Turbine inlet temperature is one of the most critical parameters in the Brayton cycle of gas turbine engines. One way to increase the cycle efficiency is to increase the turbine inlet temperature, as illustrated in Figure 1. Here, a typical Brayton cycle T-S diagram chart visualizes the impact of higher turbine inlet temperatures on higher efficiency. Indeed, the area between the solid curves through points 0-3-4-8 represents the useful power generated by the turbine. The cycle efficiency can be calculated by dividing this area by the total area below curve 3-4, being the heat input. The dash lines convey the cycle with increased turbine inlet temperature, and the new cycle efficiency is the area in 0-3’-4’-8 curves divided by the area below curve 3’-4’. It is easy to see how a higher turbine inlet temperature increases cycle efficiency. Because of pursuing higher efficiency in modern gas turbine engine design, turbine inlet temperature has been pushed to a level that most material cannot withstand without effective cooling. Figure 2 shows the increasing trend of turbine inlet temperature since the 1940’s. Since the 1970’s, the turbine inlet temperature has been above material capability through the introduction of turbine cooling techniques.
Figure 1. Brayton cycle in a T-S diagram. (Nancy Hall, 2015, “Ideal Brayton Cycle”, NASA Glenn Research Center. From https://www.grc.nasa.gov/www/k-12/airplane/brayton.html)
Figure 2. Turbine Inlet temperature development history. (https://www.mentor.com/products/mechanical/engineering-edge/volume3/issue2/gtre-heat-out)
Sophisticated techniques had been implemented to provide the best possible thermal protection or cooling coverage while using the smallest amount of cooling air, leading to improved system performance. As a highly effective cooling technique, film cooling became prevalent in turbine cooling. The mechanism of film cooling is to inject cooling flow through some holes embedded in the material surface, and generate a thin, cool, insulating layer of fluid over the surface to protect it from the high-temperature gas, illustrated in Figure 3.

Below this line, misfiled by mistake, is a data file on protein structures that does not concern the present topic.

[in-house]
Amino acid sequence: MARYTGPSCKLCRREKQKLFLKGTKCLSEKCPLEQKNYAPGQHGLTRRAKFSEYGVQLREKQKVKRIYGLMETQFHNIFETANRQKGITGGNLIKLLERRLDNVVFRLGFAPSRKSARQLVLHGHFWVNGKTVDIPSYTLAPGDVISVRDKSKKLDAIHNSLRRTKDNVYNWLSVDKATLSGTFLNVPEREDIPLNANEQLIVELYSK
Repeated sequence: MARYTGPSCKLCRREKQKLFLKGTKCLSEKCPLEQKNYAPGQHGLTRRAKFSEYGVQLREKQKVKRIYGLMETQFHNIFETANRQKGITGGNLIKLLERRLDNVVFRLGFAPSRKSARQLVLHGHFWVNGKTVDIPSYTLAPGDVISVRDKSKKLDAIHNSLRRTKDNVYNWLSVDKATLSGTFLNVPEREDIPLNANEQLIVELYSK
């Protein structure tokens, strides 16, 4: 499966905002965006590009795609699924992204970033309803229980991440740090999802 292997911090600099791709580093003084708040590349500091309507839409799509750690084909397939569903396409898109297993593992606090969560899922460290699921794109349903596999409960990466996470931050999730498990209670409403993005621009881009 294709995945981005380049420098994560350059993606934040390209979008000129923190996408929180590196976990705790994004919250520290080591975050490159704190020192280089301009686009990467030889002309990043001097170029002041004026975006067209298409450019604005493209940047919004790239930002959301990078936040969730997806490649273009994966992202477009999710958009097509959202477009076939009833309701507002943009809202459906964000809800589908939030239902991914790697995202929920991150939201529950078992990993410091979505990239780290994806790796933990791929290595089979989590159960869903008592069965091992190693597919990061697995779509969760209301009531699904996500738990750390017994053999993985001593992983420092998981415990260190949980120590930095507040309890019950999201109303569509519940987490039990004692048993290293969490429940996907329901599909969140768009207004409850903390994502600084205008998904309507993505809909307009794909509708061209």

Figure 3. Illustration of film cooling conception. (https://tal.engineering.osu.edu/research/reverse-film-cooling)
Since the flow field in the turbine is highly 3-dimensional, and the temperature distribution is nonuniform, some locations are more vulnerable to thermal damage than others. Therefore, in modern gas turbine design, specific cooling performance is demanded at specific locations. To achieve optimum cooling performance, different cooling hole arrangements have been studied in the turbine passage, such as shower head at the leading edge, or film cooling on the pressure side and suction side surfaces, as well as the blade tip injection as shown in Figure 4.
Figure 4. Multiple scheme of film cooling in gas turbine. (http://aeromodelbasic.blogspot.com/2012/01/bearing-chamber-cooling-development-of.html)
Computing temperature distributions on an actively cooled turbine blade is an enormously expensive undertaking using standard CFD and FEA analysis methods. Solutions like this require a coupled or “conjugate” heat transfer solution between the solid and fluid domains. Since the flow the near the cooling holes tends to be unsteady and very turbulent, advanced unsteady methods such Large Eddy Simulation are usually required which add to the cost.
Software, like the Cooled Turbine Airfoil Agile Design System (CTAADS) program, developed by Concepts NREC, provides a systematic and rapid 3D modeling approach to cooling-system design for cooled axial turbine vanes and blades. CTAADS includes many special features that can significantly reduce the total time and cost to generate airfoil cooling-passage geometry and perform a complete 3D thermal analysis.